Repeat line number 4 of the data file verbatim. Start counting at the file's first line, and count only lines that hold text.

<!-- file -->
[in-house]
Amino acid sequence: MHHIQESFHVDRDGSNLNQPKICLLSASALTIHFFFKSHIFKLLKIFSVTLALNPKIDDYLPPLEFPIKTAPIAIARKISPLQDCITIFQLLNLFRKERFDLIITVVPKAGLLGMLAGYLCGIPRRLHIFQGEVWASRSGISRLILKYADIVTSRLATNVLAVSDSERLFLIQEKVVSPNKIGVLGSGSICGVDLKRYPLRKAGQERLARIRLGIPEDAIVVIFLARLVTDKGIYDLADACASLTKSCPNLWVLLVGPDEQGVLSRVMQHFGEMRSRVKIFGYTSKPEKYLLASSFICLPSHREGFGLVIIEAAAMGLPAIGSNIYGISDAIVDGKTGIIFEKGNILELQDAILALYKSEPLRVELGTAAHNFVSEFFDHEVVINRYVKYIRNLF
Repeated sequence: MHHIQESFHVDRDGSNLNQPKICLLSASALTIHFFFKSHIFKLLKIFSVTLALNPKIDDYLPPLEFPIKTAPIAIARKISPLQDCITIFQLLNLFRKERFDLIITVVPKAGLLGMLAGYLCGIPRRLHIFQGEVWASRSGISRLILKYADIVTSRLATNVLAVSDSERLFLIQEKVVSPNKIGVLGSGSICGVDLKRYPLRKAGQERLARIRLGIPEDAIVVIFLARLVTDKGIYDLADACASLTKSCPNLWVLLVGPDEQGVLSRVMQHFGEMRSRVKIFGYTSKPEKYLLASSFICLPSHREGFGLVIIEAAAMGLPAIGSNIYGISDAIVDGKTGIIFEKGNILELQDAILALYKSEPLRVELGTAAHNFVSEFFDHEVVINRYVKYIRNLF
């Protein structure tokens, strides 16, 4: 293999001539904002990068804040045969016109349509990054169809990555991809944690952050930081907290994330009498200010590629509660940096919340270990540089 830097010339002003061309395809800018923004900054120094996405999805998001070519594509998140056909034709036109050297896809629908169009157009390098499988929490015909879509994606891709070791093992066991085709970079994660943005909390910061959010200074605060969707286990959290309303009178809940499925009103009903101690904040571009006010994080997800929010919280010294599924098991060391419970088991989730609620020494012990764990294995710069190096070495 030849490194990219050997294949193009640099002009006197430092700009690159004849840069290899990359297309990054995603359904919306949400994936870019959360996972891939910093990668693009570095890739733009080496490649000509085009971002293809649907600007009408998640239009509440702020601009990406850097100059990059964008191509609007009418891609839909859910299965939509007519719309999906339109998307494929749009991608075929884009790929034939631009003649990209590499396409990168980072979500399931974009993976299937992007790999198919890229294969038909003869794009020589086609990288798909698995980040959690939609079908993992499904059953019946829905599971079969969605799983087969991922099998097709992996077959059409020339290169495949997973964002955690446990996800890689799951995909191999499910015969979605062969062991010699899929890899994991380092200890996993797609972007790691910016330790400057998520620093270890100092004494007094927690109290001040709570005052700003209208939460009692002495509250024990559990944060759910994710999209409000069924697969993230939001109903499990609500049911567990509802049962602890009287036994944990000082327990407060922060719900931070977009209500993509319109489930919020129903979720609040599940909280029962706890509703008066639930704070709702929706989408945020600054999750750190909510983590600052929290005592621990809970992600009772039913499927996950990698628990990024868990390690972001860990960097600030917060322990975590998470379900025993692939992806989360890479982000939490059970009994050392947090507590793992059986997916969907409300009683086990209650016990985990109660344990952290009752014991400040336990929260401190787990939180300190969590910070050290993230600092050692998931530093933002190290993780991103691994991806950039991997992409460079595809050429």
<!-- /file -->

């Protein structure tokens, strides 16, 4: 293999001539904002990068804040045969016109349509990054169809990555991809944690952050930081907290994330009498200010590629509660940096919340270990540089 830097010339002003061309395809800018923004900054120094996405999805998001070519594509998140056909034709036109050297896809629908169009157009390098499988929490015909879509994606891709070791093992066991085709970079994660943005909390910061959010200074605060969707286990959290309303009178809940499925009103009903101690904040571009006010994080997800929010919280010294599924098991060391419970088991989730609620020494012990764990294995710069190096070495 030849490194990219050997294949193009640099002009006197430092700009690159004849840069290899990359297309990054995603359904919306949400994936870019959360996972891939910093990668693009570095890739733009080496490649000509085009971002293809649907600007009408998640239009509440702020601009990406850097100059990059964008191509609007009418891609839909859910299965939509007519719309999906339109998307494929749009991608075929884009790929034939631009003649990209590499396409990168980072979500399931974009993976299937992007790999198919890229294969038909003869794009020589086609990288798909698995980040959690939609079908993992499904059953019946829905599971079969969605799983087969991922099998097709992996077959059409020339290169495949997973964002955690446990996800890689799951995909191999499910015969979605062969062991010699899929890899994991380092200890996993797609972007790691910016330790400057998520620093270890100092004494007094927690109290001040709570005052700003209208939460009692002495509250024990559990944060759910994710999209409000069924697969993230939001109903499990609500049911567990509802049962602890009287036994944990000082327990407060922060719900931070977009209500993509319109489930919020129903979720609040599940909280029962706890509703008066639930704070709702929706989408945020600054999750750190909510983590600052929290005592621990809970992600009772039913499927996950990698628990990024868990390690972001860990960097600030917060322990975590998470379900025993692939992806989360890479982000939490059970009994050392947090507590793992059986997916969907409300009683086990209650016990985990109660344990952290009752014991400040336990929260401190787990939180300190969590910070050290993230600092050692998931530093933002190290993780991103691994991806950039991997992409460079595809050429």